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Cycling and Female Sexual and Urinary Function: Results From a Large, Multinational, Cross-Sectional Study

Published:March 13, 2018DOI:https://doi.org/10.1016/j.jsxm.2018.02.004

      Abstract

      Background

      Bicycle riding has become an increasingly popular mode of transportation and exercise, especially among women, and previous studies have demonstrated a relationship between cycling and sexual dysfunction, albeit using non-validated questionnaires.

      Aim

      We aimed to explore the relationship between cycling and sexual and urinary dysfunction.

      Methods

      Cyclists were recruited to complete a survey through Facebook advertisements and outreach to sporting clubs across 5 English-speaking countries. Swimmers and runners were recruited as a comparison group.

      Outcomes

      Participants were queried using validated questionnaires, including the Female Sexual Function Index, the American Urological Association Symptom Index, and non-validated questions about history of urinary tract infections (UTIs), genital numbness, and genital saddle sores (all self-reported).

      Results

      3,118 (53.3%) Women completed the survey, comprising 1,053 (34%) non-cyclists, 1,656 (53%) low-intensity cyclists, and 409 (13%) high-intensity cyclists. After adjusting for age, body mass index, hypertension, diabetes, ischemic heart disease, tobacco use, race, marital status, urinary symptoms, and sexual activity, high-intensity cyclists had lower odds of self-reported sexual dysfunction compared to non-cyclists (adjusted odds ratio [aOR] 0.7, P = .02). There were no statistically significant differences in urinary symptoms across groups. Compared to non-cyclists, both low- and high-intensity cyclists had higher odds of reporting a previous UTI (aOR 1.4, P < .001, and aOR 1.4, P = .009, respectively), genital numbness (odds ratio [OR] 6.5, P < .001, and OR 9.1, P < .001, respectively), and saddle sores (OR 6.3, P < .001, and OR 22.7, P < .001, respectively).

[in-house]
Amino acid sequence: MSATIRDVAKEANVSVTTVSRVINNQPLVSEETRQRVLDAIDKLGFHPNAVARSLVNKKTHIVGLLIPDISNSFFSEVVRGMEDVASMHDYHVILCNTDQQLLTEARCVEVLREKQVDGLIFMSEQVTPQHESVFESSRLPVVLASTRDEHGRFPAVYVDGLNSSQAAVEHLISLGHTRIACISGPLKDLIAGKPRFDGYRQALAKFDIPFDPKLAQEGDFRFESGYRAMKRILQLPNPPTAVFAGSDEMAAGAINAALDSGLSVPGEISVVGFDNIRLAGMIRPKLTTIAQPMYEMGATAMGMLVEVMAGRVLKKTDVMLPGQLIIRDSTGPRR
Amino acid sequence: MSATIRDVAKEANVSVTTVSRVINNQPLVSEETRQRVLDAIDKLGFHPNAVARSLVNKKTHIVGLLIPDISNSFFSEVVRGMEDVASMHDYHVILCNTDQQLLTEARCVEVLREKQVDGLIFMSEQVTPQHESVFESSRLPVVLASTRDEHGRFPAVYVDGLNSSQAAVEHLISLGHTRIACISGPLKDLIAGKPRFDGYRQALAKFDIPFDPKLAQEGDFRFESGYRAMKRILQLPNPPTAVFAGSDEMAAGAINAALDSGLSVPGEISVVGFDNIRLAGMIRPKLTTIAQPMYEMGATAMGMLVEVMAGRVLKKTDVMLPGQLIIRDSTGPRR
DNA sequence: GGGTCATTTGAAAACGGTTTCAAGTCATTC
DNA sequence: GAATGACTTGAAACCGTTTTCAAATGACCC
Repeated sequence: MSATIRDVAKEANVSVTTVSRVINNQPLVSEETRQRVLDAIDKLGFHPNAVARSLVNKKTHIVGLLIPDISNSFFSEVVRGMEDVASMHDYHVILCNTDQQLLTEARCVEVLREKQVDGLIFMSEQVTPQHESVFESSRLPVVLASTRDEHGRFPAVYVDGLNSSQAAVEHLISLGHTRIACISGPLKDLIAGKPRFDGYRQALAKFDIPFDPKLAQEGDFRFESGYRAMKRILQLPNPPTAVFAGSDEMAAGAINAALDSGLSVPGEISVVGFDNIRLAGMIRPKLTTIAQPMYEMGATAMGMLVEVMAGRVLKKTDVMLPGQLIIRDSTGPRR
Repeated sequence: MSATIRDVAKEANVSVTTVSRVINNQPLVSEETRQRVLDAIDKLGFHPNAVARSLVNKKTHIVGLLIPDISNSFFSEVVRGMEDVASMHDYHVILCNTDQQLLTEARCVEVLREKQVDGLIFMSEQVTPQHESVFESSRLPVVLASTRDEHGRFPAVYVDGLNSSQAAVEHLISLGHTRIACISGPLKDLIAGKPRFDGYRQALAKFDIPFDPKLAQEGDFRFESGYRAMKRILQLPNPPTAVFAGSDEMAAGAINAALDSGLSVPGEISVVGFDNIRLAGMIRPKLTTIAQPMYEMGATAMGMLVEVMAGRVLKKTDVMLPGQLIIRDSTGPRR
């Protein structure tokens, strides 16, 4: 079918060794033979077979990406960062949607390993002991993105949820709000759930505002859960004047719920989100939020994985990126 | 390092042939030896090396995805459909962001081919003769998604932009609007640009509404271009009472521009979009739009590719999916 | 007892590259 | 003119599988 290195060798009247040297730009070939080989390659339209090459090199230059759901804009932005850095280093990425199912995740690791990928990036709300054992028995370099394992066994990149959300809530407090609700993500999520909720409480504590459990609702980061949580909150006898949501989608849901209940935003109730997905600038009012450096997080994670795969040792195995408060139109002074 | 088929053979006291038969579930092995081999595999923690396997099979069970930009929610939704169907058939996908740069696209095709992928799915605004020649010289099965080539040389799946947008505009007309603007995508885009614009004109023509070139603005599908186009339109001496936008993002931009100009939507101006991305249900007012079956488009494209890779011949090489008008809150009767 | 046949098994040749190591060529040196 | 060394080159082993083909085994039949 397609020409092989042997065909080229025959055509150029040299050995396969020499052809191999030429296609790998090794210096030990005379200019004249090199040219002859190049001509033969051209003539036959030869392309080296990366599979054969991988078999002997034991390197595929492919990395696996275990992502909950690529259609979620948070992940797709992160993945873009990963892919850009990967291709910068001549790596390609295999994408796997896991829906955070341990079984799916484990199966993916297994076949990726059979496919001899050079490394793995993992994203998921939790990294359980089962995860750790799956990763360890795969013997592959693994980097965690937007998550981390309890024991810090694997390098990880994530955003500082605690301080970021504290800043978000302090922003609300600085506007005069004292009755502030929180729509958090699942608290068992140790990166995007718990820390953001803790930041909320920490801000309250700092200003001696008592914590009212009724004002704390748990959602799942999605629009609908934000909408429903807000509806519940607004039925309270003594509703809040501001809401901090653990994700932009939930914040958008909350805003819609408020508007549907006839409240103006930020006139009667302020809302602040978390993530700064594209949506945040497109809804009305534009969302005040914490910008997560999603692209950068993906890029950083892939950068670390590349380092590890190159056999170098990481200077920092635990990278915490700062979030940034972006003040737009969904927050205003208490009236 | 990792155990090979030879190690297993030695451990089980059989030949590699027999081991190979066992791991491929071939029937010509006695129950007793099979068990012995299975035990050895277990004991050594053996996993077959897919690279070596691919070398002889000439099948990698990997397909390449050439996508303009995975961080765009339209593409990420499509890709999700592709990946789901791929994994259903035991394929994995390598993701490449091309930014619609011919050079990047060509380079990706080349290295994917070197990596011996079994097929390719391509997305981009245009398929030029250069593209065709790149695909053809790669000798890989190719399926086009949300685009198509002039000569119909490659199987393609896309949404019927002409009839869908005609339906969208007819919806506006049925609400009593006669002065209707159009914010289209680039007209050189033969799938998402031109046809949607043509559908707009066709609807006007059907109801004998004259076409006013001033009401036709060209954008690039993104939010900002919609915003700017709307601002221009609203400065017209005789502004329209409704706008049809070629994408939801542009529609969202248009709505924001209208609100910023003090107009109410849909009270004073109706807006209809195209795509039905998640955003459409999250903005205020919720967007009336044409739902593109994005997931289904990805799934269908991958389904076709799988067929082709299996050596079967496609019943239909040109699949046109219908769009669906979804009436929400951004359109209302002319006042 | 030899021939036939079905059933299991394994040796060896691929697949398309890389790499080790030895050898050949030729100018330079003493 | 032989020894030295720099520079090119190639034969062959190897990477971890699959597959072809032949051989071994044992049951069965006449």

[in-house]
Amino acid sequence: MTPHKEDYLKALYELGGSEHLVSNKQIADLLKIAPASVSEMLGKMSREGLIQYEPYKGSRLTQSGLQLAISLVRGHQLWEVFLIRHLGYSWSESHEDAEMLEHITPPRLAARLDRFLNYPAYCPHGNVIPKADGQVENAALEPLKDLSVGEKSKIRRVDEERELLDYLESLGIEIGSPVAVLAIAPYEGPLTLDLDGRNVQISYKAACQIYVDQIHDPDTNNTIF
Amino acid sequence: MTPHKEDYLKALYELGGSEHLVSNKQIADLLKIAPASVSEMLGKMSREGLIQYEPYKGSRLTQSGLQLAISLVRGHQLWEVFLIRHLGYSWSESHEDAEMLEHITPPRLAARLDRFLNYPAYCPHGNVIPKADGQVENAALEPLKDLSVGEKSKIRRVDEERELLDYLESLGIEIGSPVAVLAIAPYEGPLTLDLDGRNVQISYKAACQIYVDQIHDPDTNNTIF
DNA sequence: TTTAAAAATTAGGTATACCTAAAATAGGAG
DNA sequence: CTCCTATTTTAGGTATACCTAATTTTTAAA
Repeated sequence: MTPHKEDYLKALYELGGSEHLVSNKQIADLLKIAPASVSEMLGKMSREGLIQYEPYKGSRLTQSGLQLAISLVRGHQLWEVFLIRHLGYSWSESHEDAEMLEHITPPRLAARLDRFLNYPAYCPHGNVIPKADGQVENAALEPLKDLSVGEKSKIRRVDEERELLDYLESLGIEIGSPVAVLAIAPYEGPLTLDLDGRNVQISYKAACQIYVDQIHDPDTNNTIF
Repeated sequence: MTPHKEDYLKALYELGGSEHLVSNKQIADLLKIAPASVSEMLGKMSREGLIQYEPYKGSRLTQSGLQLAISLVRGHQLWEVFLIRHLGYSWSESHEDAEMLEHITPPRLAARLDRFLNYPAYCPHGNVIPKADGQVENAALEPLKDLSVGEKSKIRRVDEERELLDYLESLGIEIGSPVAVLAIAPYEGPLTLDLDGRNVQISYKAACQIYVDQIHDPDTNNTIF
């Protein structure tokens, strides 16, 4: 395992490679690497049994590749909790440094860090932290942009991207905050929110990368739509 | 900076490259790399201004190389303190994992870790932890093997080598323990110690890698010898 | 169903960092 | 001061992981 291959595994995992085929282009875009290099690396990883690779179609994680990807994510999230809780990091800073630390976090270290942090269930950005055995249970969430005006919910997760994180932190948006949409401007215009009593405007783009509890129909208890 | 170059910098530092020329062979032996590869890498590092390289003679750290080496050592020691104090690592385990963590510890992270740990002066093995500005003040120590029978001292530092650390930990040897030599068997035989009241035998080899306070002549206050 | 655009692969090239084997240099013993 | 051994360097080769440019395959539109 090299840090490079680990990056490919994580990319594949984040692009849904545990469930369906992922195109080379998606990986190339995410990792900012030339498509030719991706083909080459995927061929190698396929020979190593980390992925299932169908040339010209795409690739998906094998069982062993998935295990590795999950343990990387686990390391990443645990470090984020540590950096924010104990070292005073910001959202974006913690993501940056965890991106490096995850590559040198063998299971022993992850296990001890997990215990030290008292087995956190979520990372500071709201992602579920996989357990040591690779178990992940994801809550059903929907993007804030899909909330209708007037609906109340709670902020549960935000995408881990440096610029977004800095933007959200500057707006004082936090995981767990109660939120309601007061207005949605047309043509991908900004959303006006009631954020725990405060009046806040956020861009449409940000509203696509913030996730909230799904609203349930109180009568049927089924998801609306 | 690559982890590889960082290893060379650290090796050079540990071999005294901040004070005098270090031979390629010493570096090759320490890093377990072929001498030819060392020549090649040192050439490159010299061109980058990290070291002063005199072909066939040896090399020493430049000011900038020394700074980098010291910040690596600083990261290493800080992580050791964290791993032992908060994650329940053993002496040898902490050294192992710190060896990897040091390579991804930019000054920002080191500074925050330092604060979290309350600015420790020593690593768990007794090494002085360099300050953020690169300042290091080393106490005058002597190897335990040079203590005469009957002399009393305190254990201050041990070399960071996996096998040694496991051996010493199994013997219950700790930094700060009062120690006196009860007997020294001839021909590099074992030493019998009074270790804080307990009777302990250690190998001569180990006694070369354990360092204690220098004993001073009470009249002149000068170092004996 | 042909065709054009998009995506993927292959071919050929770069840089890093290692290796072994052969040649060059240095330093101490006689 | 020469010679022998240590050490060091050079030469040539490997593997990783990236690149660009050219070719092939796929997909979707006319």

Clinical Translation

      Women cyclists were more likely to report other genitourinary conditions, including UTIs, genital numbness, and saddle sores.

      Conclusions

      This is the largest study comparing cyclists to other athletes with respect to sexual and urinary function. The study is limited by its cross-sectional design and sampling methods. We found that women cyclists were no more likely to report sexual dysfunction or urinary symptoms than swimmers or runners.
      Gaither TW, Awad MA, Murphy GP, et al. Cycling and Female Sexual and Urinary Function: Results From a Large, Multinational, Cross-Sectional Study. J Sex Med 2018;15:510–518.

      Key Words

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